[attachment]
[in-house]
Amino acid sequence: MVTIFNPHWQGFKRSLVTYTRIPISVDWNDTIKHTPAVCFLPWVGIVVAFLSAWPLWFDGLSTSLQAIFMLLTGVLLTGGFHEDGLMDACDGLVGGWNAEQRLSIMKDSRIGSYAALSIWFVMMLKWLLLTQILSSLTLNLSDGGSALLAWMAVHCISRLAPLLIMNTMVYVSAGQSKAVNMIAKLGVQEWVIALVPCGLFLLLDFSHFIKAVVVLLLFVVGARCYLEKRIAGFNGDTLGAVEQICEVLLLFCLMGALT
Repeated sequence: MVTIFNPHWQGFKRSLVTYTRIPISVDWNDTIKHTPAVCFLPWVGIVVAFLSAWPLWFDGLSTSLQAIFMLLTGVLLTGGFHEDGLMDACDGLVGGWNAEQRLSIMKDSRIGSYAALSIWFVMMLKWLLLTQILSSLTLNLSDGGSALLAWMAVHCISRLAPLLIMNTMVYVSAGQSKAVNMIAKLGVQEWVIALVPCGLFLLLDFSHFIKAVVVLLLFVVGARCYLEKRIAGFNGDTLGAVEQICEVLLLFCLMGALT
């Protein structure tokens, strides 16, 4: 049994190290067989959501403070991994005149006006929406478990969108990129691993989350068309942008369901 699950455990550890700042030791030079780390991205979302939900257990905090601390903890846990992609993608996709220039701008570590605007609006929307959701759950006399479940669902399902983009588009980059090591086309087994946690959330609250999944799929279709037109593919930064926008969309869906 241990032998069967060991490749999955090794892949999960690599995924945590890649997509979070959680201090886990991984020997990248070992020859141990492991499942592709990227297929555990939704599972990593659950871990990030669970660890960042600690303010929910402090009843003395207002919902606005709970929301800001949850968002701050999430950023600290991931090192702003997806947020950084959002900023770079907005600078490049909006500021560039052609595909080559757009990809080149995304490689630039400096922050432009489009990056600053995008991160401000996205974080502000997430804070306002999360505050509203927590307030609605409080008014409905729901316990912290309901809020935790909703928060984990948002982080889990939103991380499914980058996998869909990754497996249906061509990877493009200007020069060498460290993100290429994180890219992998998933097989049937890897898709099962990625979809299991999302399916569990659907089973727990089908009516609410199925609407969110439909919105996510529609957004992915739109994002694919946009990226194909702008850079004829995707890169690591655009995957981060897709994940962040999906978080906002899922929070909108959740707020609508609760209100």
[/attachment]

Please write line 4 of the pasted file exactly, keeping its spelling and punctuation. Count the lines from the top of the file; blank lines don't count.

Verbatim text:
């Protein structure tokens, strides 16, 4: 049994190290067989959501403070991994005149006006929406478990969108990129691993989350068309942008369901 699950455990550890700042030791030079780390991205979302939900257990905090601390903890846990992609993608996709220039701008570590605007609006929307959701759950006399479940669902399902983009588009980059090591086309087994946690959330609250999944799929279709037109593919930064926008969309869906 241990032998069967060991490749999955090794892949999960690599995924945590890649997509979070959680201090886990991984020997990248070992020859141990492991499942592709990227297929555990939704599972990593659950871990990030669970660890960042600690303010929910402090009843003395207002919902606005709970929301800001949850968002701050999430950023600290991931090192702003997806947020950084959002900023770079907005600078490049909006500021560039052609595909080559757009990809080149995304490689630039400096922050432009489009990056600053995008991160401000996205974080502000997430804070306002999360505050509203927590307030609605409080008014409905729901316990912290309901809020935790909703928060984990948002982080889990939103991380499914980058996998869909990754497996249906061509990877493009200007020069060498460290993100290429994180890219992998998933097989049937890897898709099962990625979809299991999302399916569990659907089973727990089908009516609410199925609407969110439909919105996510529609957004992915739109994002694919946009990226194909702008850079004829995707890169690591655009995957981060897709994940962040999906978080906002899922929070909108959740707020609508609760209100």